Long range I'm hopeful that better and more reasonable monitoring, batteries, solar collectors, lighting, and air handling could render this boat's generator and dual CruisAirs obsolete. But I may be dreaming, especially if she goes south!

  • Ben: Sounds great!

    I'm "south" (17N) without a genset and haven't run the AC in a couple of months. It's possible!

  • Kees / Dan - OK, today I verified that there is nothing connected between the battery and the shunt. It's a 500a shunt, more than sufficient to handle all the current from consumption or charging.

  • Kees & Dan: We verified yesterday that there is nothing connected to the battery before the shunt. The shunt is literally inches from the negative battery terminal and there is nothing between it and the battery.

  • Ben - any progress on reviewing the SmartGauge or the Maretron unit?

  • Sorry, didn't see your post from April !

    If it's wired correctly and the sync function isn't working, I think pretty much it is game over. The sync function is necessary, because some of the other math that goes on (the faster you draw power from a battery, the higher the loss), is in exact.

    If the sync function is working, then the next place to look is to run a test of the Ahr function. Run a load thru it in both directions, say 1/4 amp for 10 hours, each way, then 10 amps (or the maximum your VOM can measure) for 10 hours. If those results are bad, then you can further debug to determine if you have a bad shunt, a voltage drop between the shunt and the panel (will cause an underreporting of amps) or an issue in the panel that is something solid to chase Mastervolt on.

    If the test above checks out, then I am out of ideas. For what happens in the panel you are at the mercy of sloppy programming for syncing or applying power factors (Pxxxxx something, right ?) correctly for your batteries, or not having the right power factor ... and really no capability to resolve either.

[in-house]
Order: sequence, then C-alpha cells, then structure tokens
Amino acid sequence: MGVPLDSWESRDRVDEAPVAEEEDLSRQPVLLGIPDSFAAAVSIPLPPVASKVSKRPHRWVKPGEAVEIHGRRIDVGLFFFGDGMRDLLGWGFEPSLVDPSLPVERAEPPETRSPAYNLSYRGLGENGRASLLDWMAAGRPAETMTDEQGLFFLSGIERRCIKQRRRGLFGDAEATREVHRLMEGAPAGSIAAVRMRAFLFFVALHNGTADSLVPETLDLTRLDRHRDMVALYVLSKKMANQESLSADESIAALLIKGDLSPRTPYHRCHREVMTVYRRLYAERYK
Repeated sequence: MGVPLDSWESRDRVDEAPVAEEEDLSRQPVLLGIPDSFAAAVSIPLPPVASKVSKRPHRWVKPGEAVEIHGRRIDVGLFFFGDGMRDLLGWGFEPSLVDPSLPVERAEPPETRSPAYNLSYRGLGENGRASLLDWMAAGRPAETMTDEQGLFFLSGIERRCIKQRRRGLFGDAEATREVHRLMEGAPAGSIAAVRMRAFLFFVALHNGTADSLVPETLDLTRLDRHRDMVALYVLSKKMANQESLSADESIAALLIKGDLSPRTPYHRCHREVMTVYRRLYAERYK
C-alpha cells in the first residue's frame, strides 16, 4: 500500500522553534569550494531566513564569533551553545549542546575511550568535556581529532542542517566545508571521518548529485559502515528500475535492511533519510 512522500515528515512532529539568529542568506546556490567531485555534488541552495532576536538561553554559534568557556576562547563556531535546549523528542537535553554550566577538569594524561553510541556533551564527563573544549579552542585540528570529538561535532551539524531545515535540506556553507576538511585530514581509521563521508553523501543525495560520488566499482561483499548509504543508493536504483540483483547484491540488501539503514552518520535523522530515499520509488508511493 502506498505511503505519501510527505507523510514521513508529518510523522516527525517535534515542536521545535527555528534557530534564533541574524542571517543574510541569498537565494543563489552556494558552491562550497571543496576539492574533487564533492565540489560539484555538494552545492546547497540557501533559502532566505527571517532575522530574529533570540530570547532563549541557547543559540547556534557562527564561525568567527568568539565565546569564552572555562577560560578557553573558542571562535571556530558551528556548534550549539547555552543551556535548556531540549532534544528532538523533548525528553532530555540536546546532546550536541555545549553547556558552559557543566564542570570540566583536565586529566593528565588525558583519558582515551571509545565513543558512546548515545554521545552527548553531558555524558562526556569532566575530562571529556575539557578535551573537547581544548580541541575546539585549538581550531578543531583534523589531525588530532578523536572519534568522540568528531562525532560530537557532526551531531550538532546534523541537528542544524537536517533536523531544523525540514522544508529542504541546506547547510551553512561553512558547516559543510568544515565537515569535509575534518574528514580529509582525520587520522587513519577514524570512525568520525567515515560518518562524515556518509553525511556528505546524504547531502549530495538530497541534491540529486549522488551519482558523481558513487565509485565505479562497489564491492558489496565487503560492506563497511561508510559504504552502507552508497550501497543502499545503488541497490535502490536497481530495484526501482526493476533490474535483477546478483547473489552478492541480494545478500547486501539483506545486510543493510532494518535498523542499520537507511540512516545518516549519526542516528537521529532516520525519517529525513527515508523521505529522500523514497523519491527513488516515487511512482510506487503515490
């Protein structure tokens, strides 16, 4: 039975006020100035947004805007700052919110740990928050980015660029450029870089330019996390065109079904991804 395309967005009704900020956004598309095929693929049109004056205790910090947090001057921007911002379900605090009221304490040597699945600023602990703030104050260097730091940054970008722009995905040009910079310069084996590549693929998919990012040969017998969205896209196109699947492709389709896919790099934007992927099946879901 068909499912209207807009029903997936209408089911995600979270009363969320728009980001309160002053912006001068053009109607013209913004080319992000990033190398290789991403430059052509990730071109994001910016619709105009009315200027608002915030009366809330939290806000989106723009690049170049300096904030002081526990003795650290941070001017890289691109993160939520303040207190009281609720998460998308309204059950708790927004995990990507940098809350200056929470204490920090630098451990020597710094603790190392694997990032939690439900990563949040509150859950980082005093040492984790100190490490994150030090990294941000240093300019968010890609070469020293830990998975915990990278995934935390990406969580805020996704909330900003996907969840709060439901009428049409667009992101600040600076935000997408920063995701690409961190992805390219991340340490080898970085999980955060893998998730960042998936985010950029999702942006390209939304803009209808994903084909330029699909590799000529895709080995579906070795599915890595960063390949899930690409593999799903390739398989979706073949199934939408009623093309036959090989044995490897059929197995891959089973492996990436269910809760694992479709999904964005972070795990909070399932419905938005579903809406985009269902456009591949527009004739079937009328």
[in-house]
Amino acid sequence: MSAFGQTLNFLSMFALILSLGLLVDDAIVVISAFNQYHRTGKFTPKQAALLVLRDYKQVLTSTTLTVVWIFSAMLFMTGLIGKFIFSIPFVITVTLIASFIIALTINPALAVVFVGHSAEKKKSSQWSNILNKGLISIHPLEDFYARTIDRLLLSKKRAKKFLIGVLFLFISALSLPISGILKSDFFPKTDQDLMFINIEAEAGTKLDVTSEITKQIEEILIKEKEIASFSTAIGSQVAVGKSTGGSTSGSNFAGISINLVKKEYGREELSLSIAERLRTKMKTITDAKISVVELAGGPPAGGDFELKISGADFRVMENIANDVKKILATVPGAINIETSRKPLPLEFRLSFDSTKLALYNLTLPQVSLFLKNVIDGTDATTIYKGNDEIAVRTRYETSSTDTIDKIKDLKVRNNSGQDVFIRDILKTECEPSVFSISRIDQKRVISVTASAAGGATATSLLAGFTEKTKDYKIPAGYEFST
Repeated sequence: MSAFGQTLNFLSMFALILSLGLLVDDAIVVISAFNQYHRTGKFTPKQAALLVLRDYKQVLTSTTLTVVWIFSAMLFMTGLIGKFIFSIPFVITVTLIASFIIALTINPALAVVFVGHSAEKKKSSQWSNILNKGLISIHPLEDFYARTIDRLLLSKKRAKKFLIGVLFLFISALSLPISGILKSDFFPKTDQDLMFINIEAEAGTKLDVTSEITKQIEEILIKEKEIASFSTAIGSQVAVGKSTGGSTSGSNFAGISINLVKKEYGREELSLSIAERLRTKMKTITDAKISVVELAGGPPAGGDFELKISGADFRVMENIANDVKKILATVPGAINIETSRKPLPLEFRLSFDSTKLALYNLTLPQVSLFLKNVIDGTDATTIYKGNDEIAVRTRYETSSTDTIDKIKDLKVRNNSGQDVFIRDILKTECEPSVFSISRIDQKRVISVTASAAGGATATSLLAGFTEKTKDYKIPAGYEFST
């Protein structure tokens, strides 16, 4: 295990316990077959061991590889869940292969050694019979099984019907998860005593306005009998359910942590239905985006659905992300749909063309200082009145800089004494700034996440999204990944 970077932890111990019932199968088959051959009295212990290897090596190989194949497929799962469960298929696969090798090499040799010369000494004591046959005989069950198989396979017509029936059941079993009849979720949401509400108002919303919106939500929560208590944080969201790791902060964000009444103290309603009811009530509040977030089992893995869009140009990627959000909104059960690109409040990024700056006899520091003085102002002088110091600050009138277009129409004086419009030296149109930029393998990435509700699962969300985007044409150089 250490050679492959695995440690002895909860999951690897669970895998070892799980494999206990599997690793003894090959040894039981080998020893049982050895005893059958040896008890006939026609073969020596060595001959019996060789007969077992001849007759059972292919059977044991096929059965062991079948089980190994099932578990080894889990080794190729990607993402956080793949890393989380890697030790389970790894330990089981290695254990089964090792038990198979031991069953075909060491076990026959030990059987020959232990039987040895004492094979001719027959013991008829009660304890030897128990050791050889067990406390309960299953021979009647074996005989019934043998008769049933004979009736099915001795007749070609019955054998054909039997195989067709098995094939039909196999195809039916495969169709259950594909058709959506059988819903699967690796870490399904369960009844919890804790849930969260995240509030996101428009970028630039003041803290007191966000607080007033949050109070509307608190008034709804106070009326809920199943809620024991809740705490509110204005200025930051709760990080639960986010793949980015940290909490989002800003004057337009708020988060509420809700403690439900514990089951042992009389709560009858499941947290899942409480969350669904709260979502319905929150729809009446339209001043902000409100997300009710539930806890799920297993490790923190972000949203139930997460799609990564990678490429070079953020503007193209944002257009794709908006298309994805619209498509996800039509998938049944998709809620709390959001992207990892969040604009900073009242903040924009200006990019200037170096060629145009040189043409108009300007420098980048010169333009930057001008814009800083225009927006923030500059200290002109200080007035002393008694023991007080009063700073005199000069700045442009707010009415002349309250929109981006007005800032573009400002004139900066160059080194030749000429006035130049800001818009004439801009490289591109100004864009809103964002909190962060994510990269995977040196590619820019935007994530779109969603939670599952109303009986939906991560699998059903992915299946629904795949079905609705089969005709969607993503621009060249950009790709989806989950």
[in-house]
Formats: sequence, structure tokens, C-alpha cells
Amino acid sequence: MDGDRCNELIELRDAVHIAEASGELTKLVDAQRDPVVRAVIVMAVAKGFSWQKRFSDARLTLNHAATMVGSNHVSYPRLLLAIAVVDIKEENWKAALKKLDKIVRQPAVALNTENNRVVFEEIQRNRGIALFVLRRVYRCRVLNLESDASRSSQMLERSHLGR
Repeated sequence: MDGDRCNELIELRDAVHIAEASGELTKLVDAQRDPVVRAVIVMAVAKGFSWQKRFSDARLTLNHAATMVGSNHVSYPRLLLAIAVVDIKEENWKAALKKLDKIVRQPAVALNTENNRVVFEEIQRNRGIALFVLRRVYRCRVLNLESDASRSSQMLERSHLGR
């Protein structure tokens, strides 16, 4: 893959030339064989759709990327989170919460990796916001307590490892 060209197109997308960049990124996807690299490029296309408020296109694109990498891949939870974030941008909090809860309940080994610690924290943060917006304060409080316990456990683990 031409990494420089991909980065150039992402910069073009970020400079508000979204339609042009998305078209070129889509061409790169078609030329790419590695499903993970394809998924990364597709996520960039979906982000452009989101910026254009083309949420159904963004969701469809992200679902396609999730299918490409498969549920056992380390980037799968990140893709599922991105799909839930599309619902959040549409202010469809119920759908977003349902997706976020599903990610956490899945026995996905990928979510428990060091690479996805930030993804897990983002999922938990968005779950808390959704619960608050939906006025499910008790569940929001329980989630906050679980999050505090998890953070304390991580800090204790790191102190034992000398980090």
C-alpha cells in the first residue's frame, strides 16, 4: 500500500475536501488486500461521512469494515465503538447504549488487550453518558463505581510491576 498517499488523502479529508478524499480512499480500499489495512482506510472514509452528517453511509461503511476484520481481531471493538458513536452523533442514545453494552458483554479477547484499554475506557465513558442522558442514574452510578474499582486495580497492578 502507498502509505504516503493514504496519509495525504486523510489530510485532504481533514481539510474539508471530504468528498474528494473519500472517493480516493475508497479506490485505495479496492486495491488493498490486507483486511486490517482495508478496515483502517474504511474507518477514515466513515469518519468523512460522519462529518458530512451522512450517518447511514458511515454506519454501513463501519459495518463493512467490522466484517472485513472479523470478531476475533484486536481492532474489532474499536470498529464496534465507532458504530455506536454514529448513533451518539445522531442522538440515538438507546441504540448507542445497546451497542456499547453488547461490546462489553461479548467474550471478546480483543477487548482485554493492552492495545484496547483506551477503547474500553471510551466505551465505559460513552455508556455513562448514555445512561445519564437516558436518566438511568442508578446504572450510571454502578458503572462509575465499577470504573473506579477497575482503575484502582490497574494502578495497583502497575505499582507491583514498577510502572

The Link 20 has been effective at re-syncing on my boat, and has proven extremely effective at measuring and tracing down even small power issues. It makes me a believer in the approach of measuring Ahr to understand how much capacity is left.

  • Ben - I don't know how those entries got duplicated, I only did the first one.

    Dan - It could be the Mastervolt MICC, I'm on the second unit.

    Or there could be some wiring that I haven't discovered, though it's not between the shunt and the battery.

    I've verified the voltage readings, the MICC is reporting the correct voltage.

    I don't think there is any reason to doubt the shunt itself as the current readings on the MICC are also very much what is expected at any point in time. The wire from the shunt to the MICC is probably 8-10' so there is certainly some voltage drop there, but it shouldn't be material to the measurements.

    I'm tracking a 1,000ahr/24v battery, if it was even within 20ahrs I'd be thrilled. The last cycle before we connected to shore power it was reading -1009ahrs and 24.4v!

    The CEF is supposed to be computed automatically, and the Peukert's exponent is only used for calculating time remaining, which I never use anyway.

    I'll take another look at the wiring when I get back onboard.

  • Hi,

    Just found this article and am interested in what the results were. Did the SmartGauge work? Did you also try to use it with the SmartBank?



  • Bryce, I feel very guilty about the SmartGauge as I still haven't tested the sample I got so many years ago!

    But I can tell you that Balmar now sells and supports it, which is a great validation:

    I believe that I also heard Nigel Calder say good things about it, though I can't find anything online.

  • Ben,

    I recently finished nearly 4 months of testing the Smart Gauge. Pretty cool product that removes a lot of the programming and wiring issues that are associated with traditional Ah counters. The article is a bit detailed, but it had to be, because the testing was a bit complex and I felt it had to be explained....

    Smart Gauge

    RC Collins
    Compass Marine Inc.